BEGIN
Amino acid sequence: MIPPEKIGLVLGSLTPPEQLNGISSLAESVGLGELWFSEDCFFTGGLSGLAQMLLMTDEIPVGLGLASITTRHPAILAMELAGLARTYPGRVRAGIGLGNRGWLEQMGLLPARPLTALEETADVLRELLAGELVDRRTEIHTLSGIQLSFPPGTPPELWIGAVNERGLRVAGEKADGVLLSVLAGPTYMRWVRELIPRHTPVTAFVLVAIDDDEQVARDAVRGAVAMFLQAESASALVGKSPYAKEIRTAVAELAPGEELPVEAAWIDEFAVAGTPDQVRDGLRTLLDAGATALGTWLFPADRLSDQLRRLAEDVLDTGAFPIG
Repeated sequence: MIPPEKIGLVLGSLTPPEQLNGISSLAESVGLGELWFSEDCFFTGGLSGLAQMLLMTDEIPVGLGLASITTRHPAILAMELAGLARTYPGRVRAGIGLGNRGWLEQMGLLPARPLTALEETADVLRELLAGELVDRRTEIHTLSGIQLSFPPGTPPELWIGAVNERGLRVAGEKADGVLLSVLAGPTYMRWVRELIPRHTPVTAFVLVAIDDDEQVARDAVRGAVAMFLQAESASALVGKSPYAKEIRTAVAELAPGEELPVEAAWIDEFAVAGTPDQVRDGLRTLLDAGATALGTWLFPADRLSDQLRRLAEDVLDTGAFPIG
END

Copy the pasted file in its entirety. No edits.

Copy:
Amino acid sequence: MIPPEKIGLVLGSLTPPEQLNGISSLAESVGLGELWFSEDCFFTGGLSGLAQMLLMTDEIPVGLGLASITTRHPAILAMELAGLARTYPGRVRAGIGLGNRGWLEQMGLLPARPLTALEETADVLRELLAGELVDRRTEIHTLSGIQLSFPPGTPPELWIGAVNERGLRVAGEKADGVLLSVLAGPTYMRWVRELIPRHTPVTAFVLVAIDDDEQVARDAVRGAVAMFLQAESASALVGKSPYAKEIRTAVAELAPGEELPVEAAWIDEFAVAGTPDQVRDGLRTLLDAGATALGTWLFPADRLSDQLRRLAEDVLDTGAFPIG
Repeated sequence: MIPPEKIGLVLGSLTPPEQLNGISSLAESVGLGELWFSEDCFFTGGLSGLAQMLLMTDEIPVGLGLASITTRHPAILAMELAGLARTYPGRVRAGIGLGNRGWLEQMGLLPARPLTALEETADVLRELLAGELVDRRTEIHTLSGIQLSFPPGTPPELWIGAVNERGLRVAGEKADGVLLSVLAGPTYMRWVRELIPRHTPVTAFVLVAIDDDEQVARDAVRGAVAMFLQAESASALVGKSPYAKEIRTAVAELAPGEELPVEAAWIDEFAVAGTPDQVRDGLRTLLDAGATALGTWLFPADRLSDQLRRLAEDVLDTGAFPIG